For a good part of my Christian life I prayed asking God for forgiveness after committing sin. I don’t do that anymore. Here’s why.

My conscience was plagued by guilt and shame over my sin. I felt unaccepted by God, that He was holding my sin against me. In grief and sorrow, I would cautiously and fearfully approach God, begging for forgiveness. I had sinned against Him—again, He who paid the ultimate price for me, a price that brought the ultimate reward: eternal life.

Perhaps the worst part was wondering whether God would forgive me. I was pretty sure He would, at least that was what I had been taught. Nevertheless, my thoughts haunted me. What if He didn’t forgive me? Was I truly saved? Had I committed the unpardonable sin?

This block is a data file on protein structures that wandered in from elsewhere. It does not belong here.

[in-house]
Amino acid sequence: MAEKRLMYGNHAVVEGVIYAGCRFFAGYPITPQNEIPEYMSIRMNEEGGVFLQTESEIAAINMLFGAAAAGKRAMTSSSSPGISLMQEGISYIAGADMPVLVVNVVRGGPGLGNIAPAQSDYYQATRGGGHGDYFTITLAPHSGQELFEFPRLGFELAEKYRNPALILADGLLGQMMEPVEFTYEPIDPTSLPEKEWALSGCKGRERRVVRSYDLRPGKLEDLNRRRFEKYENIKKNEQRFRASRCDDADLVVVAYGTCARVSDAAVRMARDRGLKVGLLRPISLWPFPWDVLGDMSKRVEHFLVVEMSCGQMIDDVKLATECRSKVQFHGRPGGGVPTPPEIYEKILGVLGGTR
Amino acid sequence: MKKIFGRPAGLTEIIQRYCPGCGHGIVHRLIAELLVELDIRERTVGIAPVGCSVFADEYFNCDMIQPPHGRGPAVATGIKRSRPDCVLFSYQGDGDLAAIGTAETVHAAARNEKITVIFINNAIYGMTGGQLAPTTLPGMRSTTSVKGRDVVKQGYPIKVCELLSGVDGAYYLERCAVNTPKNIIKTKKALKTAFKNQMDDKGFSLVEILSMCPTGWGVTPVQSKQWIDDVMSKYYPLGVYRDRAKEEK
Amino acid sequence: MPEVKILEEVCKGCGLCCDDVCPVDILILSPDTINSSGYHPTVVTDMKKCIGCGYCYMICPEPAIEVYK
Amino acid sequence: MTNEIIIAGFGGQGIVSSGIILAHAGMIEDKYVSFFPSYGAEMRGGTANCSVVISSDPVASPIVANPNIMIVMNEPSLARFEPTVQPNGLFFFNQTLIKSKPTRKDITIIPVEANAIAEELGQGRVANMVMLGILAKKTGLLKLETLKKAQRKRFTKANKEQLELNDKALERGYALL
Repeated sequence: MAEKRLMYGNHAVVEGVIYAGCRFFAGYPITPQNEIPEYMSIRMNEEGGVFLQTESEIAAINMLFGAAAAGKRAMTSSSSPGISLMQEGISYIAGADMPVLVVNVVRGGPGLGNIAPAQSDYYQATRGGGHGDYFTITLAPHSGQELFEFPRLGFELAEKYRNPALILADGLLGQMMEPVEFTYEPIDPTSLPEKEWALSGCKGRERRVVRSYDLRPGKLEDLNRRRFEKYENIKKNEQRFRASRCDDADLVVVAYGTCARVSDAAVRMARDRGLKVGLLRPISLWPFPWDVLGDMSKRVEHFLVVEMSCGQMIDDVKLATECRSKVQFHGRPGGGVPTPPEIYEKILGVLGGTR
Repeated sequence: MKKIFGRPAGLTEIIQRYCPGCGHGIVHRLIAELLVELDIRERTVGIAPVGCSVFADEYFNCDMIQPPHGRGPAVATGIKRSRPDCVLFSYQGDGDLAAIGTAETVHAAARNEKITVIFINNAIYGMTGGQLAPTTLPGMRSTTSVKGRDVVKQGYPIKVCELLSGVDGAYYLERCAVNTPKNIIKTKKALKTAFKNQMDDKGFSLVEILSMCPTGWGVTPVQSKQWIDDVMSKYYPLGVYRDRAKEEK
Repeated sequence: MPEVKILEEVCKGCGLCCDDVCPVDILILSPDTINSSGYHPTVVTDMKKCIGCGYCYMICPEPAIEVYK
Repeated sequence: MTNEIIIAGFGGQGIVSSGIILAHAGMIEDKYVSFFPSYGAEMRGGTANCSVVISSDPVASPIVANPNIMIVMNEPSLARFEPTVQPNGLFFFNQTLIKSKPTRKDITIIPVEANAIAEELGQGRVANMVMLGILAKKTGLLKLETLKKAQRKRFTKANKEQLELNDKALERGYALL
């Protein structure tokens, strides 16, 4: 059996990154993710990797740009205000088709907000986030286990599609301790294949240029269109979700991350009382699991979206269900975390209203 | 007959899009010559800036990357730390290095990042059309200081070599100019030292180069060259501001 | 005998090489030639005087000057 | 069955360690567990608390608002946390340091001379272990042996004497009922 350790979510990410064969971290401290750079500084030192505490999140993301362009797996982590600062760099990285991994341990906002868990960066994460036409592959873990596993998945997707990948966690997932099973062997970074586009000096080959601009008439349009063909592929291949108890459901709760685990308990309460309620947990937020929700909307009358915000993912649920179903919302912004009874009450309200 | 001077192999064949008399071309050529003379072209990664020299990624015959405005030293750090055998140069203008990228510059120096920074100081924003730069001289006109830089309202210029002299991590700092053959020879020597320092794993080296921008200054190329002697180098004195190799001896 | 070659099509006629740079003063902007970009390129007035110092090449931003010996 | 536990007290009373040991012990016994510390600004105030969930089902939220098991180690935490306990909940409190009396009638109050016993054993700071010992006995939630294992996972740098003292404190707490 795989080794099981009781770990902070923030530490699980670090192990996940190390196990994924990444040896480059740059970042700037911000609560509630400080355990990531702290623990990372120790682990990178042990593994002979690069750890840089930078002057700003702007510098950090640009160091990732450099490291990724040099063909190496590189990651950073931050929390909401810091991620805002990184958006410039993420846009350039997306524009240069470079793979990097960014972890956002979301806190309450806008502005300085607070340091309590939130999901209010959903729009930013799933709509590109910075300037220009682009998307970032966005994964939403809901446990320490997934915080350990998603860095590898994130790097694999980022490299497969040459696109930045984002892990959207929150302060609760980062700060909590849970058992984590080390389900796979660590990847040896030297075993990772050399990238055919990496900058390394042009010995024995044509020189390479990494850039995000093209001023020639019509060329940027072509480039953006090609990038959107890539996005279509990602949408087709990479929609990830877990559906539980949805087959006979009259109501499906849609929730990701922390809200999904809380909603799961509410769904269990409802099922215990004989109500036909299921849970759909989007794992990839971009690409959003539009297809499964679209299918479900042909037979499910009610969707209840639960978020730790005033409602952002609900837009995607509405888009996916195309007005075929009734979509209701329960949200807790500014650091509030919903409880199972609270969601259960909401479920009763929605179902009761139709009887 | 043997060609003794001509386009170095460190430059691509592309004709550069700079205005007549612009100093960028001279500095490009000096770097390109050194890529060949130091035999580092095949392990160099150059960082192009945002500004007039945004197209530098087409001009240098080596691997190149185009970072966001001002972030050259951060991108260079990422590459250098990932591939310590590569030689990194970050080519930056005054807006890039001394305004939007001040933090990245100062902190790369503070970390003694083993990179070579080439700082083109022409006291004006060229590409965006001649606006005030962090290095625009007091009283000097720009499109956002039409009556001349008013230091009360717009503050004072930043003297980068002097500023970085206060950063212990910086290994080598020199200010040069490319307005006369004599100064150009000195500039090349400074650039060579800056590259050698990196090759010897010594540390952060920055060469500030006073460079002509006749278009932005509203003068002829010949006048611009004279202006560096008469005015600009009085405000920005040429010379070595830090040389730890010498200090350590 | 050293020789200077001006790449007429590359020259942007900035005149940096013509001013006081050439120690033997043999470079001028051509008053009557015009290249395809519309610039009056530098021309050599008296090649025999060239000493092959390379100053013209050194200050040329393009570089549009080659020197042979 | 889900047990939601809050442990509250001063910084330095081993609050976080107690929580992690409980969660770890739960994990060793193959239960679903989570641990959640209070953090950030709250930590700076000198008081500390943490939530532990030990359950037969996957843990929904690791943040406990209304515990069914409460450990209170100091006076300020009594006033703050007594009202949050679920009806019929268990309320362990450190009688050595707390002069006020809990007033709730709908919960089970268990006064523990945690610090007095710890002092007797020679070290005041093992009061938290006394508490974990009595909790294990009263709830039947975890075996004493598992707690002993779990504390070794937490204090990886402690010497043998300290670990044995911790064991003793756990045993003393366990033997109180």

I had self-condemning thoughts like these because somewhere in the back of my mind was the belief that if I had to ask for forgiveness, maybe God had a legitimate reason to withhold it. The result? I lived in continual spiritual defeat. How could I ever be good enough for God?

When Jesus died for my sins, how many did He die for? All of them, past, present, and future. At the time He died, how many of my sins had I committed? None—I wasn’t born yet. This means I am already forgiven for all the sins of my life. So, why ask for forgiveness? You don’t. You confess.

1 John 1:9 says, “If we confess our sins, He is faithful and righteous to forgive us our sins and to cleanse us from all unrighteousness”. Notice it doesn’t say “If we ask for forgiveness”. It says, “If we confess“. But wait! It then says He will forgive our sins, so what’s up with that?

The answer lies in the fact that the Bible teaches that there are two kinds of forgiveness. In my next post, I’ll explain what they are and what they mean.